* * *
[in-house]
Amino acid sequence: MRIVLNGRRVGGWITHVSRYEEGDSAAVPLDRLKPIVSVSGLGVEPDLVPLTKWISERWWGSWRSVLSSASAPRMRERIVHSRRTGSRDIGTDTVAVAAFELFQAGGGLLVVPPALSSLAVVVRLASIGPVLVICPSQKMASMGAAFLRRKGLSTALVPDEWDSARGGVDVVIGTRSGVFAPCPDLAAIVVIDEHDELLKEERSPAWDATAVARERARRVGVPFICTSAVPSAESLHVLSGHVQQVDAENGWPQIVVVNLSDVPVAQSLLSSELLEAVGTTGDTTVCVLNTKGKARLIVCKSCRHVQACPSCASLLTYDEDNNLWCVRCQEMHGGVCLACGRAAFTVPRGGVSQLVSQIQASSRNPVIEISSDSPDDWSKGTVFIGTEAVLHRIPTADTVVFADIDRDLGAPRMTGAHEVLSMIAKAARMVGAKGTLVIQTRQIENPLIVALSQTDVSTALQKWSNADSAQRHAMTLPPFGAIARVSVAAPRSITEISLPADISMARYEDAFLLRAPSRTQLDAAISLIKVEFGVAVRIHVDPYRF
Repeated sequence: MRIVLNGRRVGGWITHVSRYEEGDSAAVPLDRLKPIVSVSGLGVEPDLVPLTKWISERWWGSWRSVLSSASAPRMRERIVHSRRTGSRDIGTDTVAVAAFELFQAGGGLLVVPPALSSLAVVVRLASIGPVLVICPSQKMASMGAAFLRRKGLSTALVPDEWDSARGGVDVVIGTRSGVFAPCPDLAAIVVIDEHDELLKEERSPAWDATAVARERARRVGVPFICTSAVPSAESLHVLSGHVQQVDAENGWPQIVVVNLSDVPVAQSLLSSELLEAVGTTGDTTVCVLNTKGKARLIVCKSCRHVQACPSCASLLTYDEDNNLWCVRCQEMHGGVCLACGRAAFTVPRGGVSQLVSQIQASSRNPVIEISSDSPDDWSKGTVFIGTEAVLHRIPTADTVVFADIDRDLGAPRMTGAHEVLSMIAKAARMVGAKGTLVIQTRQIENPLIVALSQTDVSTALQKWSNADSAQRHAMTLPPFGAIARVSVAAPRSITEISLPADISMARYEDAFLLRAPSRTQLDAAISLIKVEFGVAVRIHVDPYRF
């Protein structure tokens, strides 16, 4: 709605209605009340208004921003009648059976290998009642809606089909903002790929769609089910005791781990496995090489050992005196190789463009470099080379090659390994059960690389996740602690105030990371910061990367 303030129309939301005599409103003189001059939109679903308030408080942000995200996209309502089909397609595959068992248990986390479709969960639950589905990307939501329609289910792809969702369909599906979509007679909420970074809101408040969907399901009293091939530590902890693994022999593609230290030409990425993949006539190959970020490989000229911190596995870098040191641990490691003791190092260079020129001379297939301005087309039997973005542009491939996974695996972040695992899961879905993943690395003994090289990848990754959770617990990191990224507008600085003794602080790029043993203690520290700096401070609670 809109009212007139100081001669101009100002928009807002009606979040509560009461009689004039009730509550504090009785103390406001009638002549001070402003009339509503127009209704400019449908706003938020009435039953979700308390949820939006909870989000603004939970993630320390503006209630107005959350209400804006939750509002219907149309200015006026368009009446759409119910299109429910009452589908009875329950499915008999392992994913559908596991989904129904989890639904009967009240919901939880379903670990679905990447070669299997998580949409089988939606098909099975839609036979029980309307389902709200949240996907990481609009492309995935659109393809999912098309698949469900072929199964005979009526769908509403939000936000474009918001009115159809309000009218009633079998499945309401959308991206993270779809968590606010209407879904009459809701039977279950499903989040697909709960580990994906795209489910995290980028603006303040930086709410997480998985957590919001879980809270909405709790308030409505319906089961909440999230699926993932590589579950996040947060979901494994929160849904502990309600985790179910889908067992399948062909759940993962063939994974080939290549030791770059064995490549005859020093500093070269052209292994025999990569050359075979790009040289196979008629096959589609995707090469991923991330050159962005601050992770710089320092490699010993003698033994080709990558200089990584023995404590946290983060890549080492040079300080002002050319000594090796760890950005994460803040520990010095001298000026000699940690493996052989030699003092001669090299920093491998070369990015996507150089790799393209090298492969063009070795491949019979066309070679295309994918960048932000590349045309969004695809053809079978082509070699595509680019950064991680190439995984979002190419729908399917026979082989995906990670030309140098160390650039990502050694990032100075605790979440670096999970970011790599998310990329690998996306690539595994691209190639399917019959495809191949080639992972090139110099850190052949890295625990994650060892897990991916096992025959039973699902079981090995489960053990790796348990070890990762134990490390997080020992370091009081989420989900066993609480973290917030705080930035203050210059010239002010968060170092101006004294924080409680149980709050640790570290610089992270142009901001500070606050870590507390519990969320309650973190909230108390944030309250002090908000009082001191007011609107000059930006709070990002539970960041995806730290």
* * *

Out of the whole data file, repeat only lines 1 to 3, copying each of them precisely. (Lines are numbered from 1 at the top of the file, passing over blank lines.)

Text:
[in-house]
Amino acid sequence: MRIVLNGRRVGGWITHVSRYEEGDSAAVPLDRLKPIVSVSGLGVEPDLVPLTKWISERWWGSWRSVLSSASAPRMRERIVHSRRTGSRDIGTDTVAVAAFELFQAGGGLLVVPPALSSLAVVVRLASIGPVLVICPSQKMASMGAAFLRRKGLSTALVPDEWDSARGGVDVVIGTRSGVFAPCPDLAAIVVIDEHDELLKEERSPAWDATAVARERARRVGVPFICTSAVPSAESLHVLSGHVQQVDAENGWPQIVVVNLSDVPVAQSLLSSELLEAVGTTGDTTVCVLNTKGKARLIVCKSCRHVQACPSCASLLTYDEDNNLWCVRCQEMHGGVCLACGRAAFTVPRGGVSQLVSQIQASSRNPVIEISSDSPDDWSKGTVFIGTEAVLHRIPTADTVVFADIDRDLGAPRMTGAHEVLSMIAKAARMVGAKGTLVIQTRQIENPLIVALSQTDVSTALQKWSNADSAQRHAMTLPPFGAIARVSVAAPRSITEISLPADISMARYEDAFLLRAPSRTQLDAAISLIKVEFGVAVRIHVDPYRF
Repeated sequence: MRIVLNGRRVGGWITHVSRYEEGDSAAVPLDRLKPIVSVSGLGVEPDLVPLTKWISERWWGSWRSVLSSASAPRMRERIVHSRRTGSRDIGTDTVAVAAFELFQAGGGLLVVPPALSSLAVVVRLASIGPVLVICPSQKMASMGAAFLRRKGLSTALVPDEWDSARGGVDVVIGTRSGVFAPCPDLAAIVVIDEHDELLKEERSPAWDATAVARERARRVGVPFICTSAVPSAESLHVLSGHVQQVDAENGWPQIVVVNLSDVPVAQSLLSSELLEAVGTTGDTTVCVLNTKGKARLIVCKSCRHVQACPSCASLLTYDEDNNLWCVRCQEMHGGVCLACGRAAFTVPRGGVSQLVSQIQASSRNPVIEISSDSPDDWSKGTVFIGTEAVLHRIPTADTVVFADIDRDLGAPRMTGAHEVLSMIAKAARMVGAKGTLVIQTRQIENPLIVALSQTDVSTALQKWSNADSAQRHAMTLPPFGAIARVSVAAPRSITEISLPADISMARYEDAFLLRAPSRTQLDAAISLIKVEFGVAVRIHVDPYRF